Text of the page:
As Yoo goes through the sacred motions of Easter this year with her mother at a church in Mount Prospect, she will continue to mourn her father. But she will celebrate the legal victory of life over death, in the form of Illinois' decision to ban the death penalty.
'Coming back to life'
Gail Rice lost her brother Bruce VanderJagt to 10 shots in the head and torso with an assault rifle on Nov. 12, 1997, in Denver. But when Rice became a voice against the death penalty, she eventually lost a close bond with his wife and daughter.
Many death-penalty opponents face rejection for taking a stand that can be so misunderstood.
"I certainly would have done anything I could to prevent (his murder)," said Rice, 63, of Palos Heights. "I am fully in favor of having the strongest possible punishment short of the death penalty to anyone who kills police or correctional officers."
A longtime prison literacy volunteer, Rice already opposed the death penalty. She had seen the different kinds of justice doled out to the rich and poor and wasn't convinced that the death penalty could be administered fairly.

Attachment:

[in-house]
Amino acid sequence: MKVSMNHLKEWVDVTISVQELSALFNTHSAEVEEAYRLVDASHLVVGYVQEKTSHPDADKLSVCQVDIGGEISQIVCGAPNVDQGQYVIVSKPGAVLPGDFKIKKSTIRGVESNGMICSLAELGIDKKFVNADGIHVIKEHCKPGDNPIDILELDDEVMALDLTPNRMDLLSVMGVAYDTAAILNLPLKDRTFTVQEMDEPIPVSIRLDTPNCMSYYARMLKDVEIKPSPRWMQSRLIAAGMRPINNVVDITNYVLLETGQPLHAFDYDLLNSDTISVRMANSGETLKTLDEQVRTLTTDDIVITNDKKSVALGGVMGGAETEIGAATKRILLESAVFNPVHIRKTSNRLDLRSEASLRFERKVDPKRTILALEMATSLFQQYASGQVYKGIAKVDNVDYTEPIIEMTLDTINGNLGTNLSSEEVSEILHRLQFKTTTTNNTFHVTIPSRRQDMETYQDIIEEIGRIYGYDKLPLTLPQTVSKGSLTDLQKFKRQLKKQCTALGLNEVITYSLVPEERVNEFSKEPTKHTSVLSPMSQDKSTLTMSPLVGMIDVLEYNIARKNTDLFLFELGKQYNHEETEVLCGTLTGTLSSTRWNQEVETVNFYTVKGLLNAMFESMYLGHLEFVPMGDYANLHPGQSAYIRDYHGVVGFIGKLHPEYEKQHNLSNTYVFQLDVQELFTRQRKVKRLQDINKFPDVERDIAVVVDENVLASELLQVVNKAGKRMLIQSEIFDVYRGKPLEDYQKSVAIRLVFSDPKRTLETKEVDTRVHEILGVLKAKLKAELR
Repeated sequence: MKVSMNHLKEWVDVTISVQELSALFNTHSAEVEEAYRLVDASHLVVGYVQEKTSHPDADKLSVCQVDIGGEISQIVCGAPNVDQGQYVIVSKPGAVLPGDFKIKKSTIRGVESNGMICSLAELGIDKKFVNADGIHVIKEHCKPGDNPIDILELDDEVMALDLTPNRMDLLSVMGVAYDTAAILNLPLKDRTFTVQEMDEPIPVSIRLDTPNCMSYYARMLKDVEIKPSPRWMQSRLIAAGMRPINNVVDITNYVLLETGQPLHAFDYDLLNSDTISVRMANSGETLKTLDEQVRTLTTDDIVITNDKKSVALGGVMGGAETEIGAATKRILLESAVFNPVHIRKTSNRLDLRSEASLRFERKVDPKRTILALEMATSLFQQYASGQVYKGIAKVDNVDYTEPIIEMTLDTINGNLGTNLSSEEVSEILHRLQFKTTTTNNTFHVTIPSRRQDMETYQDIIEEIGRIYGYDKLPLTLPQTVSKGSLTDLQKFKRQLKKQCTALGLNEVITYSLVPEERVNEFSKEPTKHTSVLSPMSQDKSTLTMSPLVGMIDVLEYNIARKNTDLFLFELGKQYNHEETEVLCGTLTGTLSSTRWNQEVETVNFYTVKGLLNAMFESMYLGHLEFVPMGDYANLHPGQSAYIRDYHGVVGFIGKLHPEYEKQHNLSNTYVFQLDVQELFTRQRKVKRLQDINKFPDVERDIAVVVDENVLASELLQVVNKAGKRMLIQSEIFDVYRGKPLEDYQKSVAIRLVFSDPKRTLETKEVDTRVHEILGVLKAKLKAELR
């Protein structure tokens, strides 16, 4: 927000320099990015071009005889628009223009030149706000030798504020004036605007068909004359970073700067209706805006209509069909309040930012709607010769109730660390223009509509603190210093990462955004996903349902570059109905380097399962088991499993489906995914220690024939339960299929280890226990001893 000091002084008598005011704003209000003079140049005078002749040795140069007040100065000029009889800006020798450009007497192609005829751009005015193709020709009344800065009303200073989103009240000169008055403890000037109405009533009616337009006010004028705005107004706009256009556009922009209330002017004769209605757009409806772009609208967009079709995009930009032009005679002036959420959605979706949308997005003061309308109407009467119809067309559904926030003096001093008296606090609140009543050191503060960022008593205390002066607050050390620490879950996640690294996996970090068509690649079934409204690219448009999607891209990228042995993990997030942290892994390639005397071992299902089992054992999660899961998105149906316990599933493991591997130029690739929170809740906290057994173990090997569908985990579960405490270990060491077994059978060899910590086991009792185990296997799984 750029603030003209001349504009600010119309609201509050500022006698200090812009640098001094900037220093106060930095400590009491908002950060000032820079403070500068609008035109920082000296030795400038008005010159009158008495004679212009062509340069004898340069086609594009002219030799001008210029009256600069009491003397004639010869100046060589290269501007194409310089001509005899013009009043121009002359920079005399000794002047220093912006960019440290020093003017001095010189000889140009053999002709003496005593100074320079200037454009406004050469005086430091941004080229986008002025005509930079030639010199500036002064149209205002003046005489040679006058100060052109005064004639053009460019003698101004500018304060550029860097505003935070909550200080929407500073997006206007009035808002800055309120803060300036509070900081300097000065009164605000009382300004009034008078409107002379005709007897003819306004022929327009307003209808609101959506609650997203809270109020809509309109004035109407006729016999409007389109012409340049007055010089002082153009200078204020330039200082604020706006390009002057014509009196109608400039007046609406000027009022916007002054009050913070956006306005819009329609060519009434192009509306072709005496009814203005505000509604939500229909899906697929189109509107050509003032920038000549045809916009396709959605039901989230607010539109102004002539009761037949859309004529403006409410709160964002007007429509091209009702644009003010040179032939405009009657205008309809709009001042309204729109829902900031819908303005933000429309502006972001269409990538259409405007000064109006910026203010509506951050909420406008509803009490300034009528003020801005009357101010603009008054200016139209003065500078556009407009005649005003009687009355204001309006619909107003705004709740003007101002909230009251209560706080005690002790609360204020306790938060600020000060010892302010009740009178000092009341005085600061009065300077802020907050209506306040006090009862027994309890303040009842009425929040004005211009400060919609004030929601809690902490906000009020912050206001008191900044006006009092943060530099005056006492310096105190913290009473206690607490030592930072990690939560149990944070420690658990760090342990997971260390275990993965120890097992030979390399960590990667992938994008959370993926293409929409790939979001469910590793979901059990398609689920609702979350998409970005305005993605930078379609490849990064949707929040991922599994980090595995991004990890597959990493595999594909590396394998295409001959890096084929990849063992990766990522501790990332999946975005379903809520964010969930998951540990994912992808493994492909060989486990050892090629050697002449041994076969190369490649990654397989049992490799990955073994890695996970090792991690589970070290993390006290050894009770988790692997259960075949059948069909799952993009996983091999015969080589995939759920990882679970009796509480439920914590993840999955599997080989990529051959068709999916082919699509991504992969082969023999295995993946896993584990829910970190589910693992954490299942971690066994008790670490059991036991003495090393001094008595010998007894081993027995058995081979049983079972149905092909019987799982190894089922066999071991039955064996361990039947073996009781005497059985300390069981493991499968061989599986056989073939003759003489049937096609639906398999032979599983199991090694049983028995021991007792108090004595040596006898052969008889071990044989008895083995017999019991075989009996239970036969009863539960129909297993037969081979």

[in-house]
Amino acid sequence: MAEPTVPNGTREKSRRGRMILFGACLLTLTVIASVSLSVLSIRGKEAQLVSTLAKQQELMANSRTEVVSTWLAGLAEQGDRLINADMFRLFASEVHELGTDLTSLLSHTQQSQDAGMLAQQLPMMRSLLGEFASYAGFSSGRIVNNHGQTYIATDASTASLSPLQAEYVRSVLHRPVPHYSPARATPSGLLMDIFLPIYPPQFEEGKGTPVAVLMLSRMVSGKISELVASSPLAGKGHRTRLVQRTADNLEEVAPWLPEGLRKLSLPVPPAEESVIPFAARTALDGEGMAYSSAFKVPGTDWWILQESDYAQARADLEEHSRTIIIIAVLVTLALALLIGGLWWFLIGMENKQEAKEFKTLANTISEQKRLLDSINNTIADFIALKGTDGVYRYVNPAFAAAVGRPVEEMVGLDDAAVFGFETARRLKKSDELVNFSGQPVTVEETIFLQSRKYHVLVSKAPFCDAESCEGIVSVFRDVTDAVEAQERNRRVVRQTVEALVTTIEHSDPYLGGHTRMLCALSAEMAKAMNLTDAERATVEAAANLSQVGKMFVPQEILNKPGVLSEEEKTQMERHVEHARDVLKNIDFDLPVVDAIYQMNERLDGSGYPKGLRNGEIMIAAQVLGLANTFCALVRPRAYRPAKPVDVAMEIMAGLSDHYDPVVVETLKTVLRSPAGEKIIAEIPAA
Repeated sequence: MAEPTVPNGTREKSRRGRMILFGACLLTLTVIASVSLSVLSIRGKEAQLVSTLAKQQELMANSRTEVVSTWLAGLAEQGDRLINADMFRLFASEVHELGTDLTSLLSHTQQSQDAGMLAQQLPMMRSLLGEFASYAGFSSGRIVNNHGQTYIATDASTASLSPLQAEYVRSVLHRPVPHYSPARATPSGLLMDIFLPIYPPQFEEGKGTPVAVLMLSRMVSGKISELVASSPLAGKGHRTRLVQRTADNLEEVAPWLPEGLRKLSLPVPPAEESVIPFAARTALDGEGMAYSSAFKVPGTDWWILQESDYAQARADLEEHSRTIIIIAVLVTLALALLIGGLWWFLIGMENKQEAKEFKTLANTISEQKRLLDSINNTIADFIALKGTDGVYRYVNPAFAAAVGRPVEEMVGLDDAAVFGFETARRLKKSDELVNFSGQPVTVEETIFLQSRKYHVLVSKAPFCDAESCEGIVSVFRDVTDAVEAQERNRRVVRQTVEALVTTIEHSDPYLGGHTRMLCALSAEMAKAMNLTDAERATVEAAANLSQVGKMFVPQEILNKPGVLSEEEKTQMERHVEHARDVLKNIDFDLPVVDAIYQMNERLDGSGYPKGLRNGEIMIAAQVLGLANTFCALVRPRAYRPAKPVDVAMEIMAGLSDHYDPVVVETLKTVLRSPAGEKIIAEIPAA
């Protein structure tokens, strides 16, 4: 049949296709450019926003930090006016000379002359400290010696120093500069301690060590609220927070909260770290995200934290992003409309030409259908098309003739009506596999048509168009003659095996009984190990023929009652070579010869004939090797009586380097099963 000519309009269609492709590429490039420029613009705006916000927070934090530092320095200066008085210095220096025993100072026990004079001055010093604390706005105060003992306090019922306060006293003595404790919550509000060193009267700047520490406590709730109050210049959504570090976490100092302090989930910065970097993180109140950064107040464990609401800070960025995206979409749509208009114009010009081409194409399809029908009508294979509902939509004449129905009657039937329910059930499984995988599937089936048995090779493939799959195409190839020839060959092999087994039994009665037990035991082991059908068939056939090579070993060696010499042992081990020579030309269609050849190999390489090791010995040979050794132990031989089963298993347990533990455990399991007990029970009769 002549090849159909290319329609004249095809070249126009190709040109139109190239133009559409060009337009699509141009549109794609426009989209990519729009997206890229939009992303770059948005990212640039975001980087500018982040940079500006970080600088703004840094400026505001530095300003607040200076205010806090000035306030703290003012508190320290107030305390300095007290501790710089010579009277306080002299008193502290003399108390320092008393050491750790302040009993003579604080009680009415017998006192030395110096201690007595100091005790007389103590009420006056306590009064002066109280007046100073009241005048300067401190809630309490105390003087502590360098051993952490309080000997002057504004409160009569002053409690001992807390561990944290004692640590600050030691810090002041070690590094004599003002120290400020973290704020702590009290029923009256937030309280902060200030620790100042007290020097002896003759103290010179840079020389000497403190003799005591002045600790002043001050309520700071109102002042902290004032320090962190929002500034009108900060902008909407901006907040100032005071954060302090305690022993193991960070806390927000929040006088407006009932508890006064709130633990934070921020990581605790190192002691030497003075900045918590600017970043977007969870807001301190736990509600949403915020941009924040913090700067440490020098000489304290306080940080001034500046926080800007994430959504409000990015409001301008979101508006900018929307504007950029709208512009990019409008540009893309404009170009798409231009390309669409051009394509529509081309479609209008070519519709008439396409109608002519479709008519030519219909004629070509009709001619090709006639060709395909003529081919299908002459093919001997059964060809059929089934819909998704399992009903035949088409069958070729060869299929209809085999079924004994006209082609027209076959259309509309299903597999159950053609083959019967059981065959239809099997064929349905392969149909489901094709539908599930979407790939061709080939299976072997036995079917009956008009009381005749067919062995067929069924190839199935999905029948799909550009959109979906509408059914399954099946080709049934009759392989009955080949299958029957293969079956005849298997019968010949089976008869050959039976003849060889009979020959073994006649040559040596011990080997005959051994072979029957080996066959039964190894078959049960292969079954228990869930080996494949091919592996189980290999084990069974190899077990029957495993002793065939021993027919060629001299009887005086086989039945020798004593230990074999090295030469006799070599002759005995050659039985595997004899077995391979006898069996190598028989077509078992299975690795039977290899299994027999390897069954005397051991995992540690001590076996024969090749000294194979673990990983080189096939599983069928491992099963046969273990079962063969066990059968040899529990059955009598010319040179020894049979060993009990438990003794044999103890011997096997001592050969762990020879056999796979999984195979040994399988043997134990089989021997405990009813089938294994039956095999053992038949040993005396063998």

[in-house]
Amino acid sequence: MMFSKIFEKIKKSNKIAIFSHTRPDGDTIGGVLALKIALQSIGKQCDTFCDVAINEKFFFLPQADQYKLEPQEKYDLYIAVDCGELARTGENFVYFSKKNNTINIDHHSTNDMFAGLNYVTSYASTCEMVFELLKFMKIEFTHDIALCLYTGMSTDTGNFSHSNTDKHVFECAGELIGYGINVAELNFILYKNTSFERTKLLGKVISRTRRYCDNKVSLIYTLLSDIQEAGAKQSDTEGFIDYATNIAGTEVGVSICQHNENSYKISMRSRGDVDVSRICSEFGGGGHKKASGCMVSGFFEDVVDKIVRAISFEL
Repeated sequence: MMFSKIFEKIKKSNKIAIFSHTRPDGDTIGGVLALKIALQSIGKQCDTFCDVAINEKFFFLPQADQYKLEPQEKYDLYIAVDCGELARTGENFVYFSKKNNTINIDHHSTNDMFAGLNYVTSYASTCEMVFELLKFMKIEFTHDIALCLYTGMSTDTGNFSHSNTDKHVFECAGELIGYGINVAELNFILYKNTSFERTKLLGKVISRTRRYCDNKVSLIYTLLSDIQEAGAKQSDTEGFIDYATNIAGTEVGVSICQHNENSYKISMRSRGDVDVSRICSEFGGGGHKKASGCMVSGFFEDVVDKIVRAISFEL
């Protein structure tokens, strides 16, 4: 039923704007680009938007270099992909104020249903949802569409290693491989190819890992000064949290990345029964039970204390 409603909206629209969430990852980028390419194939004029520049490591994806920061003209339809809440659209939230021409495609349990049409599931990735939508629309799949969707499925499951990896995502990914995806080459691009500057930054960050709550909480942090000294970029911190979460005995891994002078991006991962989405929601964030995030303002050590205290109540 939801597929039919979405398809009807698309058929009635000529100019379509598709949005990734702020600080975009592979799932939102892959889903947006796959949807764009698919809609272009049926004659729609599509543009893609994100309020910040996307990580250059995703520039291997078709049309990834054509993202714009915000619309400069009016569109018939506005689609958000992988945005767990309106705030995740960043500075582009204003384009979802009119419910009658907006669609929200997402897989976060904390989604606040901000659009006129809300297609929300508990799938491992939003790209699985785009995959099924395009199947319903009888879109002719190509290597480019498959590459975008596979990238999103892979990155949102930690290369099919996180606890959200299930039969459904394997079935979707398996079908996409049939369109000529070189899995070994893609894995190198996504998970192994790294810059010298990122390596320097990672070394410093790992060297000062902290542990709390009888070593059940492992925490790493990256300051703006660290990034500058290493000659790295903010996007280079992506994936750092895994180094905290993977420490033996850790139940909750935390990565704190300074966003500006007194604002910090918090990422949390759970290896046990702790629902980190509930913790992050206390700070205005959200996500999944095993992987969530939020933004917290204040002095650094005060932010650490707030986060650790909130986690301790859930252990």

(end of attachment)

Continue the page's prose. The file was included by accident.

When she lost her brother, who was a Denver police officer, she decided to choose love and forgiveness rather than revenge. But that choice didn't necessarily come from compassion for the woman who was the killer's accomplice, Lisl Auman. (The killer, Matthaeus Jaehnig, committed suicide at the crime scene.
"You forgive for yourself," said Rice, a member of Hope Christian Reformed Church in Oak Forest. "I don't know if (Auman) would care at all whether I've forgiven her or not. All I know is that it's given me the ability to lead a different kind of life than if I was holding on to hatred."
Timid at first, she became a strident voice for Murder Victims' Families for Human Rights, another group that opposes the death penalty.
This Easter is a celebration of restoration on many levels, Rice said. Victims' families can move on with their lives. Convicted men and women can spend the rest of their lives seeking justice, mercy or both. Rice said she is particularly pleased that state money set aside to cover capital punishment litigation now will be donated to hire more police officers and support victims' families.
"Easter is about restoration," she said. "With the death penalty abolished, murder victims' family members will really be freed to get on with their life. They won't be going back and forth , carrying this false hope that can only be cured with this execution.
"Because of it, people are going to live. People are going to find hope. People are going to find it easier to forgive. People are going to be able to love and not hold on to hate. Easter is about coming back to life."